• When a fixed fire extinguishing system is installed and operational in the machinery space of a boat, one less B-1 fire extinguisher is required.

Marine Fire Extinguisher Classification

A fire extinguisher is classified by the type of fire it is meant to extinguish and its size. Extinguishers approved for motorboats are hand-portable of either B-1 or B-II classification.

Classification (type-size) Foam (minimum gallons) Carbon Dioxide (minimum pounds) Dry Chemical (minimum pounds) Halon (minimum pounds)

B-I

1 1/4

4

2

2 1/2

B-II

2 1/2

15

10

10

Backfire Flame Arresters

Flame Arrestor

Close mesh type flame arrestor

Every inboard gasoline engine must be equipped with a backfire flame arrester that is securely attached to the carburetor and in proper working order.

Ventilation

Air Intake

All boats of closed construction (the engine or fuel compartments are not open to the atmosphere) and which use gasoline as fuel must be equipped with a ventilation system to remove explosive vapors from the bilges of engine and fuel tank compartments. The explosive vapors are heavier than air and accumulate in the bottom of the boat without proper venting, creating an extremely hazardous condition.

Montana requires at least two ventilation intake ducts fitted with cowls or their equivalent to vent bilges and fuel tank compartments. At least one intake duct must be installed so that it extends to the point at least midway to the bilge, or at least below the level of the carburetor air intake. At least one exhaust duct must be installed so as to extend to the lower portion of the bilge. The duct should not be located so that a normal accumulation of bilge water would obstruct it.

Remember to adequately ventilate your boat before starting it by running your blower for at least 4 minutes - especially after fueling.

Whistles, Horns and Bells

Horns and Whistles
  • Sirens may not be used or installed except on authorized emergency vessels.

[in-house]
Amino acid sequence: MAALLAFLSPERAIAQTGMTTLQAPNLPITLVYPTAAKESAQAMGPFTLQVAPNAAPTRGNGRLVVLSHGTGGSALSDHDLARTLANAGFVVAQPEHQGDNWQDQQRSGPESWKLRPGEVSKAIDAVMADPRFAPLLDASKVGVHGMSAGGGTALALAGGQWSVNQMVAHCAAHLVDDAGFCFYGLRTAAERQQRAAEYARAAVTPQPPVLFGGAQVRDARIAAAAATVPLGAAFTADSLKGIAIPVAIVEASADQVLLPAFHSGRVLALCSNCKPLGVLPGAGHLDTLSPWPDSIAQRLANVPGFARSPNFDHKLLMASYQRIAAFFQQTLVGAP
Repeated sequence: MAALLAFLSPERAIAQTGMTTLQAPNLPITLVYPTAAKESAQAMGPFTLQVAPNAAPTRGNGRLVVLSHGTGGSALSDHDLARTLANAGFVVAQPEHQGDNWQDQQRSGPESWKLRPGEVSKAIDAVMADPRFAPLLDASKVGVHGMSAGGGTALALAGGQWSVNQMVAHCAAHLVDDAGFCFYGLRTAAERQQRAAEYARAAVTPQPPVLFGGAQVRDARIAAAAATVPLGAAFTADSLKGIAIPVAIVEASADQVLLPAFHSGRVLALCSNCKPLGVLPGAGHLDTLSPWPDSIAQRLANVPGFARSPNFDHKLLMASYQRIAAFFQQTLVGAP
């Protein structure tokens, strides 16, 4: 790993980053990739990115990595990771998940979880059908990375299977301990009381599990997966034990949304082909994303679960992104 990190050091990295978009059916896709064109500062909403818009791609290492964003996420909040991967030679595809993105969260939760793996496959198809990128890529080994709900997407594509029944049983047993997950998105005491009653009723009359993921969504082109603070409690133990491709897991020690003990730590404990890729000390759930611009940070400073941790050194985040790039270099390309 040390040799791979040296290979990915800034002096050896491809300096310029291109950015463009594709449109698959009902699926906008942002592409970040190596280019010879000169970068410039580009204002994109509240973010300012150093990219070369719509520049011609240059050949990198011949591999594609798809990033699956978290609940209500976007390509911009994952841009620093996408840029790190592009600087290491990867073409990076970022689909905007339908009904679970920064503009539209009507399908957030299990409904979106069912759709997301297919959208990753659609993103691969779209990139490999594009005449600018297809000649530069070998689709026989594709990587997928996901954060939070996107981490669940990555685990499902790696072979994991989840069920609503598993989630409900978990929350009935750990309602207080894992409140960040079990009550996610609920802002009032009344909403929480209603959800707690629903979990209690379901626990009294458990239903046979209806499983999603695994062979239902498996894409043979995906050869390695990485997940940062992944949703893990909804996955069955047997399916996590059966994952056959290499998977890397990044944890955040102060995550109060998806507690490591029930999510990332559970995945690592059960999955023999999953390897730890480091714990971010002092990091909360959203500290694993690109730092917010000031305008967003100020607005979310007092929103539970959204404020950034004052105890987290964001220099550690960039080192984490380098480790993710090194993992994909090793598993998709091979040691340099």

• A motorboat 16 to 26 feet long must carry some means of producing an efficient sound signal that is audible for one-half mile, such as a whistle or a horn.
  • A motorboat more than 26 feet long must have on board a bell and a whistle or horn capable of making a sound that is audible for one mile.

Maneuvering and warning signals

One Long Blast:

warning signal (coming out of a slip)

One Short Blast:

I will pass you on my port (left) side

Two Short Blasts:

I will pass you on any starboard (right) side

Three Short Blasts:

I am in reverse

Five or More Blasts:

danger signal

Navigational Lights

Navigation Lights

Between sunset and sunrise and at other times of restricted visibility, vessels in operation must display navigational lights. All white lights required by the rules must be visible from a distance of at least two miles. All colored lights must be visible for a distance of at least one mile.

Boat Navigation Lights

Navigation lights include:

  • a green light on the starboard (right) side of the boat
  • a red light on the port (left) side of the boat
  • a white light that is visible in all directions (usually located on the stern and higher than the red and green lights)

Manually propelled (non-motorized) boats may exhibit navigation lights or instead carry a white light which can be exhibited in time to prevent a collision.

Boats at anchor outside of a designated mooring area must display an all-around white anchor light between sunset and sunrise.